Mary Wept Over the Feet of Jesus: Prostitution and religious obedience in the Bible by Chester Brown and published by Drawn & Quarterly carries a title that might make it seem like a doctoral thesis. With a four-page bibliography and some forty pages of notes, it certainly is worthy of one. However, Mary Wept Over the Feet of Jesus is far more palatable of a study thanks to its portrayal of biblical stories in a collection of comics.
The art in the comics is what first strikes readers. Brown’s rounded characters are reminiscent of the art of ‘zines in the Eighties and Nineties, somehow innocent and gritty at the same time. There is an added flair from Brown’s eye with a keen use of innovative angles, close-ups, and title-cards to keep the stories quickly paced while the characters themselves are largely in stationary, almost thoughtful, poses. The backgrounds and character designs alike are rich with detail, contrasting white space with thorough inking and crosshatching.
Just like the art with its frank juxtaposition of innocence and grit, the content of Mary Wept Over the Feet of Jesus is profound with bluntness. Many of the stories are those heard in Sunday schools all over the world: the spies of Israel hiding out at the house of Rahab in Jericho, Ruth finding her kinsman redeemer, and the affair between King David and Bathsheba, which results in the orchestrated death of her husband Uriah. Some of the tales have a bit of a twist different from most tellings, and Brown defends his artistic choices with rigorous linguistic and anthropological study.
One of the most fascinating arguments comes from the usage of the term “feet” among the ancient Hebrews as a euphemism for male genitalia. The thought perhaps makes the story of Ruth more understandable as she uncovers the sleeping Boaz’s feet to inspire him to marry her, often portrayed as a display of romantic care while it just as arguably could have been seduction. This line of thought, of course, may paint a very different picture of the anointing of Jesus by Mary Magdalene where she washes his feet with her tears, kisses them, dries them with her hair, and pours expensive perfume upon him.
The overall theme of Mary Wept Over the Feet of Jesus is to turn traditional thinking on its head, portraying God as desiring humans to go beyond the law and live full lives rather than being Puritanical sticklers. This is illustrated from the beginning with God’s favor toward Abel’s animal sacrifice even though Cain holds that man should only harvest what grows from the ground. The parable of the prodigal son fits perfectly into this portrayal as the son is welcomed home with a feast after spending all of his inheritance on prostitutes and drink. Another parable, that of the ten talents, is rewritten following an old Aramaic version with similar reward going to the servant who spent all he was entrusted with.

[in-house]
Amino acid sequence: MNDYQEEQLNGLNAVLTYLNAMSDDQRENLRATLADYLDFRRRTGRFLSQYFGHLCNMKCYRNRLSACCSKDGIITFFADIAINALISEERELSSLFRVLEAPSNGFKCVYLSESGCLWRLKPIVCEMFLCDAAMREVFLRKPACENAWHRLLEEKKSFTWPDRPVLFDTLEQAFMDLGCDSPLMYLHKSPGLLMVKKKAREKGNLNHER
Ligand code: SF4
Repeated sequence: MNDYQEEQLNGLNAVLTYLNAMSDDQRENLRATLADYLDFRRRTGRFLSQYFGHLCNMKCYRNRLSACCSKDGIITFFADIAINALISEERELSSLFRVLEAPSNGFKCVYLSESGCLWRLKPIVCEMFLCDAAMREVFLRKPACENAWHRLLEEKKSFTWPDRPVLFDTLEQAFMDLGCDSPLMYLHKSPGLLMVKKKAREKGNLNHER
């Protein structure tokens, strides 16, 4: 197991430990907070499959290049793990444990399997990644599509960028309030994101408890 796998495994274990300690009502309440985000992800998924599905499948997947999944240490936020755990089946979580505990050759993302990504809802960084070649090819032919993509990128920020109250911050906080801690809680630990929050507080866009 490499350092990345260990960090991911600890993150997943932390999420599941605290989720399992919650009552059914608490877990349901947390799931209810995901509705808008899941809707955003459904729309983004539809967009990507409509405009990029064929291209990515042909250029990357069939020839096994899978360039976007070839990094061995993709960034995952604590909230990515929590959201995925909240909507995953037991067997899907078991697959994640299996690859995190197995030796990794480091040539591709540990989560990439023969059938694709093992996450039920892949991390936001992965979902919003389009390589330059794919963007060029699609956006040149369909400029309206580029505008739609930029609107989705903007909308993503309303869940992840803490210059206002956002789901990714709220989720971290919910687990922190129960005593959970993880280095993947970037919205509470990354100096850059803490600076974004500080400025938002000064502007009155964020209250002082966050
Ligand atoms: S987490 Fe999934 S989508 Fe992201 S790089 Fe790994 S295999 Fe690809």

Mary Wept Over the Feet of Jesus is a thought-provoking, eyebrow-raising, brow-furrowing read. Many may disagree with Brown’s discussion, but his thorough academic study gives it great clout, and he welcomes the conversation in his afterword. He sets the thematic stage with a quote from Jesus (himself quoting Psalms), “Bring me the stone the builders discarded. That one will be the key,” which is a clear reminder that, for all the stigma of prostitution, God used and blessed many prostitutes in His works.
A bonus comic of Job in the notes section reminds readers to keep an open mind. After Job’s life is destroyed and his family killed seemingly out of punishment even though he is blameless, he and his friends struggle to make sense of it until God shows the utter ignorance of mankind, “Where were you when I created the world? … Do you question My judgment?” Thus Brown creates a fascinating and positive depiction of the world’s oldest profession.